The recent action by a consortium of banks to deposit money in First Republic Bank harkens back to an earlier attempt to counter bank runs: the U.S. Postal Savings system.
Banking in the 19th century was notoriously unstable, with bank runs or “panics” coming all too frequently. By the turn of the 20th century, such runs were almost seasonal, prompting depositors to withdraw in advance of what might be a coming run, thereby, of course, precipitating liquidity crises at banks. This came to a head in the Panic of 1907, the granddaddy of panics, when the banking system collapsed.
Congress at that time considered an array of solutions to bank instability such as deposit insurance (favored by the Democrats), postal savings (favored by the Republicans), and a central bank (favored by almost none of them but viewed as something to study). Republican William Howard Tafts’ election in 1908 sealed the deal, and we got a Postal Savings system.
The idea of Postal Savings was simple. There were post offices everywhere and they would take deposits from individuals, paying them a slightly lower interest rate than the banks offered (a maximum deposit of $2,000 was also imposed to reduce competition with the banks). Now, when individuals became concerned about bank solvency and withdrew their funds, they could put the money in Postal Savings instead of under their mattresses. And what would the Postal Savings system do with the funds? Put the money back into the banks!
This gerbil-like treadmill would thus keep the funds in the banking system, while giving the Postal Savings system interest on its bank deposits to pay the system’s depositors. The circularity of flows out of and then back into the banking system at the heart of the Postal Savings system did have a certain cleverness to it.
As David Easley and I showed in a research paper, this system worked pretty well until the onset of the Great Depression. Faced with growing numbers of bank failures, even the Postal Savings system lost faith in the banks, and so shifted its investments from deposits to government bonds. While certainly not the major cause of banking’s problems, we showed that this action contributed to the liquidity problems undermining the banking system. With the collapse of the banking system in 1933, the view that the Postal Savings system could restore stability to the banking system similarly vanished, setting the stage for the establishment of FDIC deposit insurance.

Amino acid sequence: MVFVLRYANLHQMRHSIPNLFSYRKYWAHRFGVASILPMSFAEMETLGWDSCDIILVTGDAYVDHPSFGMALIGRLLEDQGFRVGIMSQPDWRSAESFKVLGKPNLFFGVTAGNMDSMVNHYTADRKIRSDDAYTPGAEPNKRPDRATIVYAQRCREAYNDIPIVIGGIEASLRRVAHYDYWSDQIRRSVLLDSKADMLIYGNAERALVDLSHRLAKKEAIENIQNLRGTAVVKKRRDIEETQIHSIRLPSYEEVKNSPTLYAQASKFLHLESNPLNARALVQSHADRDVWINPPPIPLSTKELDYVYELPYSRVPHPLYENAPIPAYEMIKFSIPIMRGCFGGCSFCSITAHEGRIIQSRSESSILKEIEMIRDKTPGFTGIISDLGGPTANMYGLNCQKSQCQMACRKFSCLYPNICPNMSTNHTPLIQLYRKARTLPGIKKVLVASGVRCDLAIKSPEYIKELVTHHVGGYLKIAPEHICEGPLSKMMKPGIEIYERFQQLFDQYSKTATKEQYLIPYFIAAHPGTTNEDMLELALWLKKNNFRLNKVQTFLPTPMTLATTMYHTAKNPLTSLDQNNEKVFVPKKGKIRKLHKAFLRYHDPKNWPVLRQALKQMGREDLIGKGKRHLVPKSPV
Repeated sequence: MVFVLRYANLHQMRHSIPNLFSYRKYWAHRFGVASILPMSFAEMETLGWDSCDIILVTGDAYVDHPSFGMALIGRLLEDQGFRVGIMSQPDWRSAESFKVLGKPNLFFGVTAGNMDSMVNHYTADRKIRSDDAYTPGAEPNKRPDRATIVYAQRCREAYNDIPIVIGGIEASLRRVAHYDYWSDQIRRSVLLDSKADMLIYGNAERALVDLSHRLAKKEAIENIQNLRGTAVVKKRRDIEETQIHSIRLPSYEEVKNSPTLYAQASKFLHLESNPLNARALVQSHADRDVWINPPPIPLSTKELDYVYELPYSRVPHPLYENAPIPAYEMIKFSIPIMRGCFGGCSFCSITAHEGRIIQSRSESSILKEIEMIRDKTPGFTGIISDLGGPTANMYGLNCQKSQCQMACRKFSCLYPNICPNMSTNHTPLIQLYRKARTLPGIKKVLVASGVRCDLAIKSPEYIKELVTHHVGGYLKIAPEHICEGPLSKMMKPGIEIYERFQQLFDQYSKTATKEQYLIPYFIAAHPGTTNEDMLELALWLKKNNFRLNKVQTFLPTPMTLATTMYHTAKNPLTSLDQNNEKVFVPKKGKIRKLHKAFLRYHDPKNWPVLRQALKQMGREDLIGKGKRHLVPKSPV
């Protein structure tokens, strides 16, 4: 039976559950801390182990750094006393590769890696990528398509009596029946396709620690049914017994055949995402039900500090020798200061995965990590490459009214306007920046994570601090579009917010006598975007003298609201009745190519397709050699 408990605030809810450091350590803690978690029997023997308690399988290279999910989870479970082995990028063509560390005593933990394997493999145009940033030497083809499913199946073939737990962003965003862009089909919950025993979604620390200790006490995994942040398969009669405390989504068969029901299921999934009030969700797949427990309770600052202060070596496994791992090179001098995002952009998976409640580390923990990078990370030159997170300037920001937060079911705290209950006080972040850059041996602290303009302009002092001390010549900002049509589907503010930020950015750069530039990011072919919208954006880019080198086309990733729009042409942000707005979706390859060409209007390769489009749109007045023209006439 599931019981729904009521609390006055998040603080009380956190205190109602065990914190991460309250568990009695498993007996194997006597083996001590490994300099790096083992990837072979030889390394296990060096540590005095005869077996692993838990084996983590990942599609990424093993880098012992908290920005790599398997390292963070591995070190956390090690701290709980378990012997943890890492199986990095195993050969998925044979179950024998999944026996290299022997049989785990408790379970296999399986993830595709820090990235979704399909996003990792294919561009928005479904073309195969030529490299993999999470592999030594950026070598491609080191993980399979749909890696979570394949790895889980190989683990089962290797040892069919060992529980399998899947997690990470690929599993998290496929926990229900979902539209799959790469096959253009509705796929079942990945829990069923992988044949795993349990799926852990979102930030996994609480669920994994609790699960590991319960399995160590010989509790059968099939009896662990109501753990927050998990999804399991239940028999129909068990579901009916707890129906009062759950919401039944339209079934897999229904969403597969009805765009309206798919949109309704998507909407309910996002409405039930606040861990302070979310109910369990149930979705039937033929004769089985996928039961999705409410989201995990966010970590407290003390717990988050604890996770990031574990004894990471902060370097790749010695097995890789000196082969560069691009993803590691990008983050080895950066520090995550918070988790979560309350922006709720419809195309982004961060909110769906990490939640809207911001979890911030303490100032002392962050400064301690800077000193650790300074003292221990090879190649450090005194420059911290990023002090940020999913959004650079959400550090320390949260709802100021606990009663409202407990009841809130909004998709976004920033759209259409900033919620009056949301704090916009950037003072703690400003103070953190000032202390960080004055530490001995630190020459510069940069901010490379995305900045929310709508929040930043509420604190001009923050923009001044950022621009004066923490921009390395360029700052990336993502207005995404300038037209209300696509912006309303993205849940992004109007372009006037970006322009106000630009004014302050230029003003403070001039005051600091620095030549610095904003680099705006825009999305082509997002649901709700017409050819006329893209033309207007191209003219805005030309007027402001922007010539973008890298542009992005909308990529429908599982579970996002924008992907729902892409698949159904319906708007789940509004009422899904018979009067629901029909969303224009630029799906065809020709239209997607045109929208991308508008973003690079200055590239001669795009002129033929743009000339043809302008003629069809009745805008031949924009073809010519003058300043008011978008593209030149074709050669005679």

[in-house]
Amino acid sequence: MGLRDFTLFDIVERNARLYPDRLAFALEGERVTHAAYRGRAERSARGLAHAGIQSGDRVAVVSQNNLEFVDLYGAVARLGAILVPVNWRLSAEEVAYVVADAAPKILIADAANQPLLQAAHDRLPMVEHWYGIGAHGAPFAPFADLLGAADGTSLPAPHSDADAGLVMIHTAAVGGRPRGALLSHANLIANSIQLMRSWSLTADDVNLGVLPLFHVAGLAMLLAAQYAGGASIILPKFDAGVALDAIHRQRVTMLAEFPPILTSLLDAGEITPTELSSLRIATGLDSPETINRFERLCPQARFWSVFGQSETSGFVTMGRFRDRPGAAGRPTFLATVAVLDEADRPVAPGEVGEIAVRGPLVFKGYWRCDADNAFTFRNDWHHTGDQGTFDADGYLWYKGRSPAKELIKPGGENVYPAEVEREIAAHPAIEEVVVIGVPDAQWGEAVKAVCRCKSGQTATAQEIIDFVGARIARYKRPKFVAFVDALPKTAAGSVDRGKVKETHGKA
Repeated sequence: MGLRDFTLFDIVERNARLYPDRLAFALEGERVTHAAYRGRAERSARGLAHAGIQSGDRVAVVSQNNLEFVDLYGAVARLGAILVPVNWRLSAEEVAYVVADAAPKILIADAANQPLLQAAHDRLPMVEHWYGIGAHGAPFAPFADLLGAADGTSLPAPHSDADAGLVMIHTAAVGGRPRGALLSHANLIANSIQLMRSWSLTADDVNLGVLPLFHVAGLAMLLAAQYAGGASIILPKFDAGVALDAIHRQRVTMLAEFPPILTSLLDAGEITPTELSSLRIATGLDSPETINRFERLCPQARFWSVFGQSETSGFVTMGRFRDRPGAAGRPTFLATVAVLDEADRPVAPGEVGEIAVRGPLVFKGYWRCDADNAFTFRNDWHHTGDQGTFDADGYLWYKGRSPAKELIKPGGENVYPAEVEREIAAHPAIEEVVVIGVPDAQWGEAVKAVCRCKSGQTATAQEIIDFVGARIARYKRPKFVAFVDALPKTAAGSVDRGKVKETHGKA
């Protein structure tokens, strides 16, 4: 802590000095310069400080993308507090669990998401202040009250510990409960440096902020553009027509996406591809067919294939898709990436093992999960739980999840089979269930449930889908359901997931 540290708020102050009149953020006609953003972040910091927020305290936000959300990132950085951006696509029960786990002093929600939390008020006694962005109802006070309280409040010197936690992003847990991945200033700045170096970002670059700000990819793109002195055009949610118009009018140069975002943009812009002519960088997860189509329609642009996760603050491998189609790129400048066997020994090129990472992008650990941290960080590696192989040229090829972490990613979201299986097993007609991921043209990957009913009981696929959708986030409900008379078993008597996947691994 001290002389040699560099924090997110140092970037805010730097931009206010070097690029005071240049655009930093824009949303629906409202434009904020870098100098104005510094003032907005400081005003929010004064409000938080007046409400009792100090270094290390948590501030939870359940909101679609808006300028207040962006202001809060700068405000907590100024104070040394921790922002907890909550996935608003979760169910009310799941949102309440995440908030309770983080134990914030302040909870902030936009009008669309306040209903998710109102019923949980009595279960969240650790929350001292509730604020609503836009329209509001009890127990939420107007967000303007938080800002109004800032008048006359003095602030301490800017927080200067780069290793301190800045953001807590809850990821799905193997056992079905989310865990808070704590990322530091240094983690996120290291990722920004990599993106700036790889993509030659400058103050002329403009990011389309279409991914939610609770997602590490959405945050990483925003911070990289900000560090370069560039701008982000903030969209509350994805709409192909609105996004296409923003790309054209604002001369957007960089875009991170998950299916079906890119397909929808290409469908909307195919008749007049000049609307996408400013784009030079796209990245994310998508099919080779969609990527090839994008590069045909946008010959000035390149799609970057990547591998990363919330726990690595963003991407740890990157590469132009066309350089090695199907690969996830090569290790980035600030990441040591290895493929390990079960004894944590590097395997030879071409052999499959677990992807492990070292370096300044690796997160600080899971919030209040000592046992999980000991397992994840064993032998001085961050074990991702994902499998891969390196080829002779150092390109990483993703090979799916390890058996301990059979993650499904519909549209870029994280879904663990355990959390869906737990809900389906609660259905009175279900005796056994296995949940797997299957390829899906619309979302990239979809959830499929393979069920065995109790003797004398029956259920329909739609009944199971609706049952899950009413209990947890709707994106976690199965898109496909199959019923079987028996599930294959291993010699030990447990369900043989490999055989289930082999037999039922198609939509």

The latest banking woes demonstrated once again that when concerns arise, depositors flee–but this time to the largest banks which are viewed as “Too Big to Fail”. And what did they do with the money? Already awash with deposits, they made the decision to put some back into First Republic. The gerbil lives again!
The actions of the large banks are admirable, but clearly, this is only a short-run answer. Is a new U.S. Postal Savings System the answer? No. Deposit insurance has proven its worth in protecting retail depositors, who, if they have amounts above the insurance cut-off can simply open accounts at multiple banks.
Corporations also qualify for deposit insurance and they face the same $250,000 limit–but is this the appropriate level? The reported inability of some companies to make payroll payments following Silicon Valley Bank’s closure and the need for a larger scale to meet basic corporate banking needs suggests it’s not.
The argument for insurance limits is based on limiting moral hazard at banks. But where this cut-off limit should be is debatable, and the FDIC’s willingness to deviate from its stated level when the need arises underscores the arbitrary nature of this guarantee limit. SVB’s corporate customer-driven bank run underscores why it is time to re-examine this important aspect of our banking system protection.
Maureen O’Hara is the Purcell Professor of Finance at the Johnson College of Business, Cornell University, and a former President of the American Finance Association.
The opinions expressed in Fortune.com commentary pieces are solely the views of their authors and do not necessarily reflect the opinions and beliefs of Fortune.